Technology gave my friend a voice, and possibly saved her life.

Cliff Searl

I am sharing a patient experience from a friend of mine, with her permission of course. Last week Wednesday this friend had her gallbladder removed, and was home by Thursday resting comfortably.

On Monday evening she started experiencing significant abdominal pain in the area of her incision. By 10 pm, she presented to the ED and was admitted overnight for observation, got very little sleep, and was still in a lot of pain in the morning. To put it bluntly, she was miserable. My friend is like many of our patients; limited medical background, not sure if she should speak up, and too afraid to speak up. Trusting her medical team, she assumed there was nothing more to be done for her pain. That all changed for her around 9am when she received a text message from our electronic patient survey application.

My friend completed the survey with a low rating, and a simple message “Dr not controlling pain.”

Within five minutes, her nurse came in to see what was going on. After explaining the amount of pain she was still in, even with morphine, the nurse took action. Within 30 minutes, the general surgeon came to see her and ordered a pain pump. Her pain was now controlled - that’s great! However, due to the inexplicable amount of pain and some imaging results, the surgeon felt it necessary to perform surgery. By her estimate, she was being rolled down for surgery around 11am, only two hours after the survey!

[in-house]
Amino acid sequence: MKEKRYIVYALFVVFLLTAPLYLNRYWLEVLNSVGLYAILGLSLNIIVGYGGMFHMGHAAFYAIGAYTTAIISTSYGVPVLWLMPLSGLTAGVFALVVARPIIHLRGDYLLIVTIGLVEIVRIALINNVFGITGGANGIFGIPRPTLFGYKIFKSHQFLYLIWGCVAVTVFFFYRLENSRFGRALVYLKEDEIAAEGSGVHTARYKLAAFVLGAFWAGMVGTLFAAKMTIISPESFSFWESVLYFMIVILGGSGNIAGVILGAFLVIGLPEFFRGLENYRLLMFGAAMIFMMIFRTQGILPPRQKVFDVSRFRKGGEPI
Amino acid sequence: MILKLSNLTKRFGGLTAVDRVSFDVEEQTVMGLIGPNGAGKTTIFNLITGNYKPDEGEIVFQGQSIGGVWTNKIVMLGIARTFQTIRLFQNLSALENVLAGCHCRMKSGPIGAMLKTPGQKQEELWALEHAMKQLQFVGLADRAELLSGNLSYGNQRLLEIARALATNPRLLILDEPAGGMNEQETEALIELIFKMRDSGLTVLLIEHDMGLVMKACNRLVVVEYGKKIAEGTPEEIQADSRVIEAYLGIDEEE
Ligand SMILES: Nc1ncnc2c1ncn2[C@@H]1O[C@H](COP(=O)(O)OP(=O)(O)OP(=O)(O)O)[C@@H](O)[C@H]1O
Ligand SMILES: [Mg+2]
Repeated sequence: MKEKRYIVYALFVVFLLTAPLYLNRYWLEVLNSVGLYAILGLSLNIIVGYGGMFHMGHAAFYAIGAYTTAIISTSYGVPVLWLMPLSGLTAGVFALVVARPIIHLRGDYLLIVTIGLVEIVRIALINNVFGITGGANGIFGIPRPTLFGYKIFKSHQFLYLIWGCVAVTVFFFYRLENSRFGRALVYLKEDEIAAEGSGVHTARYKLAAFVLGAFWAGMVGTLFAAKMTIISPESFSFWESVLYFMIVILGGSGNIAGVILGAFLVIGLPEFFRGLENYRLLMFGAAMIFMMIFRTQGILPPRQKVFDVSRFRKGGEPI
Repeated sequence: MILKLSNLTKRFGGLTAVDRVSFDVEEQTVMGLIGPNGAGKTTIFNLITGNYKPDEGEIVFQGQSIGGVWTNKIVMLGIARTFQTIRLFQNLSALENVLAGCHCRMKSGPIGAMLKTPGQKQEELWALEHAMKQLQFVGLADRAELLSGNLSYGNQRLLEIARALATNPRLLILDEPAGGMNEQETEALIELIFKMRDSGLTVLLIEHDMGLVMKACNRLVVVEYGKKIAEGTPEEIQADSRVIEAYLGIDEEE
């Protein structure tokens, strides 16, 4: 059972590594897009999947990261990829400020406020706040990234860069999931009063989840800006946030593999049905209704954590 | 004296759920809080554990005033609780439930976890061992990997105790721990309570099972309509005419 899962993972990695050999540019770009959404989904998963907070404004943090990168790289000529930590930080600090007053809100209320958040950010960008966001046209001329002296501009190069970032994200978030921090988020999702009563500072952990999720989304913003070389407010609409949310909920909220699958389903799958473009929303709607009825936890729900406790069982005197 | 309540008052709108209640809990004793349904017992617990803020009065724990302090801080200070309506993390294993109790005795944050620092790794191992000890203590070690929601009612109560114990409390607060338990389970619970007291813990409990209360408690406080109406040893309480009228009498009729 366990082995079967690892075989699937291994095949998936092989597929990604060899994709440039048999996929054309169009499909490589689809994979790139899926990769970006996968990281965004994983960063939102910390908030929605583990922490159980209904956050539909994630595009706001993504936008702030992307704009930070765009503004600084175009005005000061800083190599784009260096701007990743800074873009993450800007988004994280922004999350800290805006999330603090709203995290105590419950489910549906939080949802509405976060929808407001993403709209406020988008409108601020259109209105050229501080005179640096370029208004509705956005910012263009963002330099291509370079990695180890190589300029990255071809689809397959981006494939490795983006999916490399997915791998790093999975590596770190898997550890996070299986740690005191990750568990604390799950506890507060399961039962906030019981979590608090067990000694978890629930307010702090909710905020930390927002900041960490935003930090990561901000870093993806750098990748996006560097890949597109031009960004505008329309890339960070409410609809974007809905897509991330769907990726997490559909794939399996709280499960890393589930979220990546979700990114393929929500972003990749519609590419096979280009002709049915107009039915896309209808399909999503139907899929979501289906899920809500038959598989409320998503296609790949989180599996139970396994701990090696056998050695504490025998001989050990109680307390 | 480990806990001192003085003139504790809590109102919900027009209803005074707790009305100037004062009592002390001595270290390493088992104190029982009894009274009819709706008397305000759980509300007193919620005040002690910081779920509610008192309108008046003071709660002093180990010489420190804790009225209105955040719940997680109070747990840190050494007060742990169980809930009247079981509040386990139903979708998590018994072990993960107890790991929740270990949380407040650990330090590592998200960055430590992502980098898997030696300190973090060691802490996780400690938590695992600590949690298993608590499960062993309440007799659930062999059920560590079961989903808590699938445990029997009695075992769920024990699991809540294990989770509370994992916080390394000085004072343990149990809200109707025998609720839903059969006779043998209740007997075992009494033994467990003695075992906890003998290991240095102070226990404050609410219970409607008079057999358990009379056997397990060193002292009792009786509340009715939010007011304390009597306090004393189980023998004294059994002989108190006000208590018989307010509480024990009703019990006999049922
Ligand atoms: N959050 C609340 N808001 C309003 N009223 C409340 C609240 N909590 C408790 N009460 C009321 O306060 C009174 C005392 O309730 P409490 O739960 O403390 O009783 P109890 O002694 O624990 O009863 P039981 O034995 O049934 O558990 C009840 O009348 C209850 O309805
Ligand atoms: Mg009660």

During surgery, they found a bleed by her liver presumed to be a result of the previous surgery. The bleed was repaired and she was resting comfortably in her room by 3pm. I saw her last night and she was in good spirits.

I think a lot of us in IT ask ourselves ‘How do I impact patient care?’ Here is a perfect example. The IS Department, more specifically the Project Team, gave my friend a voice. She didn’t know what was wrong, but she knew she was in a lot of pain, and something had to change. The survey was a tool for her to express concerns where she otherwise felt too timid verbalize. This survey also started a chain of communication that led to emergency surgery.

Who knows, maybe the survey saved her life, but at the very least, it saved the day. Please keep this patient experience in mind during your next project. While we don’t always get to see it, our work in the IS Department has a direct impact on patient care and makes a significant difference.